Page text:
Kūmāré is a 2011 documentary film directed by and starring American filmmaker Vikram Gandhi, who poses as an Indian guru to satirize the New Age movement.

Kumare promotional poster.jpg
Directed byVikram Gandhi
Produced byBryan Carmel
Brendan Colthurst
StarringVK Gandhi
Purva Bedi
Kristen Calgaro
Music byAlex Kliment
CinematographyKahlil Hudson
Edited byAdam Barton
Nathan Russell
Distributed byKino Lorber
Release date
  • March 13, 2011 (2011-03-13) (SXSW)
  • June 20, 2012 (2012-06-20) (United States)
Running time
84 minutes
CountryUnited States
Box office$132,160[1]


Gandhi came up with the idea of a fictional guru while recording another documentary film about yogis and their followers.[2]

To make the documentary, Gandhi transformed himself into Sri Kumaré, an enlightened guru from a fictional village in India, by adopting a fake Indian accent and growing out his hair and beard. In the film, Kumaré travels to Arizona to spread his made-up philosophy and gain sincere followers.[3][4]


Kumaré premiered at the 2011 South by Southwest Film Festival (SXSW), where it received the festival's Feature Film Audience Award for Best Documentary Feature.[5]

Kumaré received fair reviews upon release. Many movie reviewers criticized Gandhi's deception as immoral, but partially forgave Gandhi for realizing that the experiment had grown out of his control. Many compared the character of Kumaré and the deception by Gandhi to Sacha Baron Cohen's Borat character and film.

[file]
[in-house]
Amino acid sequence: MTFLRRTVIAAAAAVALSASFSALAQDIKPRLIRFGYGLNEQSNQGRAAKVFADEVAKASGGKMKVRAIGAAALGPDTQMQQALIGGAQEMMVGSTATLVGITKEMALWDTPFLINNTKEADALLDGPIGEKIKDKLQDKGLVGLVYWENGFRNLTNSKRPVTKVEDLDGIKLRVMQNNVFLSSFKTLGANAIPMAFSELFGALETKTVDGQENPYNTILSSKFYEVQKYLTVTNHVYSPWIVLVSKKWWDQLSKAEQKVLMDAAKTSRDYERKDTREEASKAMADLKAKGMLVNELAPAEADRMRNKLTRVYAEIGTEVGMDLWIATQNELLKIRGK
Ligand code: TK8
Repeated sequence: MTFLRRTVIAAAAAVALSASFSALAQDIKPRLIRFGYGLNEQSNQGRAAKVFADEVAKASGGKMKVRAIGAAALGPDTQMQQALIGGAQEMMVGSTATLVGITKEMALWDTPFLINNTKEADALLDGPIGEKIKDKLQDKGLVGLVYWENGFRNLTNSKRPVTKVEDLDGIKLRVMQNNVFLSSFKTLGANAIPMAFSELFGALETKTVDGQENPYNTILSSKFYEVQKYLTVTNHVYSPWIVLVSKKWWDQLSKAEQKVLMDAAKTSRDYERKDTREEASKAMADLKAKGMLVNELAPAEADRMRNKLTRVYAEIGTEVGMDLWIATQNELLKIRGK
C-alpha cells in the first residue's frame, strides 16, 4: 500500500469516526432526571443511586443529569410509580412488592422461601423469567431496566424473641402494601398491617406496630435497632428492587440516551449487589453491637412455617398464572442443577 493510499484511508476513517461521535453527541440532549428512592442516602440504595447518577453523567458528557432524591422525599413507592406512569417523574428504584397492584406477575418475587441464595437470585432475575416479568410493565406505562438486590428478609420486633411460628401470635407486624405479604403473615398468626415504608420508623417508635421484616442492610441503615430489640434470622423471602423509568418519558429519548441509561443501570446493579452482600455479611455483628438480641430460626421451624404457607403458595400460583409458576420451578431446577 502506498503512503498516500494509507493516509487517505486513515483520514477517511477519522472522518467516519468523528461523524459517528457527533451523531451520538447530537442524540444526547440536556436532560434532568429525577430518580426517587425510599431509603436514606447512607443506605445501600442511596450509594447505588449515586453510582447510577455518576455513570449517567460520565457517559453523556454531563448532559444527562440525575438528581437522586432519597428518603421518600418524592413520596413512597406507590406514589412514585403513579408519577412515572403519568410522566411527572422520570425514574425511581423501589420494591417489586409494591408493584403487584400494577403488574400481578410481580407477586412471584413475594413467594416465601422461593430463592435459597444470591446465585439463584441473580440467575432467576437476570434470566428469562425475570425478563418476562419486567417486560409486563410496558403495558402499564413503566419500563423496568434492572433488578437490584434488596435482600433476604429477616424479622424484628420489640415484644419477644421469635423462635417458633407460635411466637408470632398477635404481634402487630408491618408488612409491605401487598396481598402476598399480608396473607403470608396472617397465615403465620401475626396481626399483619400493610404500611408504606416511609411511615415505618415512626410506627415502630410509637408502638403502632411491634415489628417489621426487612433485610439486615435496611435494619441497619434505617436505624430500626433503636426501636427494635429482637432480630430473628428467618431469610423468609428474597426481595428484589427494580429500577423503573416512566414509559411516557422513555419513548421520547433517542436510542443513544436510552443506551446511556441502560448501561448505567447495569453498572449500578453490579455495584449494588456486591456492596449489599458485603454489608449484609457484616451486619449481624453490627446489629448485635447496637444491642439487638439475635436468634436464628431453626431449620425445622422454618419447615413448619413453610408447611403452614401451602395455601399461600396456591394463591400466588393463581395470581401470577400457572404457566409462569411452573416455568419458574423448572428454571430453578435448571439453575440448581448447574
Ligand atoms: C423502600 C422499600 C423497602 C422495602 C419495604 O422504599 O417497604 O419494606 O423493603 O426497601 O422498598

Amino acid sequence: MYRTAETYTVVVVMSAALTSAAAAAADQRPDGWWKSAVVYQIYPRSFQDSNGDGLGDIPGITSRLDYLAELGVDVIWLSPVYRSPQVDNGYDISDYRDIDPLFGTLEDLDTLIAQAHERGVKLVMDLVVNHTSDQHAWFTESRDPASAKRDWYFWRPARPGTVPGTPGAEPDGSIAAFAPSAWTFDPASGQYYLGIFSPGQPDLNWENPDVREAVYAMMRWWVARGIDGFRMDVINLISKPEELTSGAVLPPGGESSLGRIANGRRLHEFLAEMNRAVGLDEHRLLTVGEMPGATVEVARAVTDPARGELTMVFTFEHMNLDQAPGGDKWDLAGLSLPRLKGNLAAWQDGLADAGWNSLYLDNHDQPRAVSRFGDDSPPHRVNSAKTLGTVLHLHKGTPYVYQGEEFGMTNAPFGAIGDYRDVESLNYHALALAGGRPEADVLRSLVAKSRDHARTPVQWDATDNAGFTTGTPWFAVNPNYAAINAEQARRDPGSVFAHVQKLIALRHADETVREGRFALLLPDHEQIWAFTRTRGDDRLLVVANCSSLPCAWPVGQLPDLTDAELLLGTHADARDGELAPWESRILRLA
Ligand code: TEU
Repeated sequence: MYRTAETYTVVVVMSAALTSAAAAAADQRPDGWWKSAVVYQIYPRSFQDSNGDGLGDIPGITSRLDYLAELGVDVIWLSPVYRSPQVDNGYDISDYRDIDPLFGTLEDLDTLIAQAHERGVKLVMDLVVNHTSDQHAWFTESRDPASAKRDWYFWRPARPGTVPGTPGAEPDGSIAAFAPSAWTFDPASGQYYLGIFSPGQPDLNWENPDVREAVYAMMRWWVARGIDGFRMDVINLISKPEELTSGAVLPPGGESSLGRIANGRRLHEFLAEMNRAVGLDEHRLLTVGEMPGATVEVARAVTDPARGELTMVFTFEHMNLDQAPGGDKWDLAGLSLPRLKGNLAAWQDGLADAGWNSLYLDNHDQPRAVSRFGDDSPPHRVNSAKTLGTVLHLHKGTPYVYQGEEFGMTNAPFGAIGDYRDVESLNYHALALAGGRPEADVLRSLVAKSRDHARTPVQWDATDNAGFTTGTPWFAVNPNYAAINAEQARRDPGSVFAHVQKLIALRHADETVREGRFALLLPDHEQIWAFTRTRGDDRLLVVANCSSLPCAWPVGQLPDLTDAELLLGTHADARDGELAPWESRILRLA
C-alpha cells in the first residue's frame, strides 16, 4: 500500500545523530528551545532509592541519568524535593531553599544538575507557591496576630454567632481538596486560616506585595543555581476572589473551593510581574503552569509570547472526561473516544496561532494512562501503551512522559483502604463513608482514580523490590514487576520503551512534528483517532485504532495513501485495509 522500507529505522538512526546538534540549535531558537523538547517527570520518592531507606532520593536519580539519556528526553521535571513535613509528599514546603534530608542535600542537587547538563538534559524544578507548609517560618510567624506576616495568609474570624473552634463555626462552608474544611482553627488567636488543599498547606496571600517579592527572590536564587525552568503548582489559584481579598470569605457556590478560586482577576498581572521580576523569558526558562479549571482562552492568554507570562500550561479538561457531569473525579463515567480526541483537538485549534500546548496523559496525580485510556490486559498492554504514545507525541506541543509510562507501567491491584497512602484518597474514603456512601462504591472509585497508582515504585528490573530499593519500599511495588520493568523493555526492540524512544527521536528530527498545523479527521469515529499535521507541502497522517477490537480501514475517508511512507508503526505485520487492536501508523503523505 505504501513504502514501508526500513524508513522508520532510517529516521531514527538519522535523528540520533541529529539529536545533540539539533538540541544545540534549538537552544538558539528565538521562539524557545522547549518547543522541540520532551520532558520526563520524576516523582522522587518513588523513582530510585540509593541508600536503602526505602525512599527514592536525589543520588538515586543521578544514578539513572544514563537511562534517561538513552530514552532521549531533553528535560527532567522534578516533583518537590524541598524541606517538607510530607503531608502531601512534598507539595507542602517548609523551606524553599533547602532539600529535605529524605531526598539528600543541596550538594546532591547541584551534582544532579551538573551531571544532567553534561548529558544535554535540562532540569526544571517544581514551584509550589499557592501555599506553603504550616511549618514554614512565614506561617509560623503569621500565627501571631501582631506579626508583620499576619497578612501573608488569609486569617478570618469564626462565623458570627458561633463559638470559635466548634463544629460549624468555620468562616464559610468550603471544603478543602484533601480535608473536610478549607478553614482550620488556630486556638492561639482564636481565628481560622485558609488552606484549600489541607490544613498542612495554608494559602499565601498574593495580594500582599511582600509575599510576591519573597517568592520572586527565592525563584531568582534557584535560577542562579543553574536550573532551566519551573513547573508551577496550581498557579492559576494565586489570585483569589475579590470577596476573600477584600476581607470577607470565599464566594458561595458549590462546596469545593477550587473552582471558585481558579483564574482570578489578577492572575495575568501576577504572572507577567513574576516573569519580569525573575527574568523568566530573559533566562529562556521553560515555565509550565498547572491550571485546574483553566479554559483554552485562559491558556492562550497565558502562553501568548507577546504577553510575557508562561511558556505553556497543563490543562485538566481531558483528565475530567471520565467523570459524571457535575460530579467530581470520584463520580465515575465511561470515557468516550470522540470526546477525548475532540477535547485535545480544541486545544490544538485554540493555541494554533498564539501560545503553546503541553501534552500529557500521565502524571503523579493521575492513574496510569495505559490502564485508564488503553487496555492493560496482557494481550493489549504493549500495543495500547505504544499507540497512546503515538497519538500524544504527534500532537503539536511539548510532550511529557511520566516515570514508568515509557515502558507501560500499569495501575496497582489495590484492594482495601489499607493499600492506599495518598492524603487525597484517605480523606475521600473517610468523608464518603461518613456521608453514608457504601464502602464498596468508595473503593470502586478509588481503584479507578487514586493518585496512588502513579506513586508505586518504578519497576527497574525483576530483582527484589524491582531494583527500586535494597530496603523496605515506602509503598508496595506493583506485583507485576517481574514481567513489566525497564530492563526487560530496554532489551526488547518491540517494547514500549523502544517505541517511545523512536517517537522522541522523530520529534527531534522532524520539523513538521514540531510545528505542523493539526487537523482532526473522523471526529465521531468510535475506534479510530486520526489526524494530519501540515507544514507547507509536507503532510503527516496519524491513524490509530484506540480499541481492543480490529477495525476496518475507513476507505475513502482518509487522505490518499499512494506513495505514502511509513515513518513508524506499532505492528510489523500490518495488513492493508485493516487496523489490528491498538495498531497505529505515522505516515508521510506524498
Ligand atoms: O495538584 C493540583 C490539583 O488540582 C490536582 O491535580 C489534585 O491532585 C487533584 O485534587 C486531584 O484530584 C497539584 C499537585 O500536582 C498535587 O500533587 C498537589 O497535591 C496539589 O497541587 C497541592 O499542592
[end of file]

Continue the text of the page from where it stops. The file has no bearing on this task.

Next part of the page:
Stephen Holden of the New York Times[6] and Roger Ebert of the Chicago Sun-Times praised the film, with Ebert reporting that its message is "It doesn't matter if a religion's teachings are true. What matters is if you think they are."[7]


  1. ^ "Kumare (2012)." Box Office Mojo. 7 February 2013. 9 May 2013.
  2. ^ Kumaré: A True Film About a False Prophet. Time. Event occurs at 00:51-00:57. Retrieved 23 May 2012.
  3. ^ Melissa Bell (16 March 2012). "'Kumare' film examines blurred lines of virtual identities". The Washington Post. Retrieved 23 May 2012.
  4. ^ Bryce J. Renninger (16 March 2011). "SXSW '11 | "Borat" Gets Religion: An Interview With "Kumare" Director". indieWire. Retrieved 23 May 2012.
  5. ^ Dave McNary (22 December 2011). "Kino Lorber nabs 'Kumare': Gandhi pic won Audience Award at SXSW". Variety. Retrieved 23 May 2012.
  6. ^ Holden, Stephen. "Finding Some Principles by Telling Some Lies." New York Times. 19 June 2012. 9 May 2013.
  7. ^ Ebert, Roger. "Kumare." Roger Ebert. 8 August 2012. 9 May 2013.

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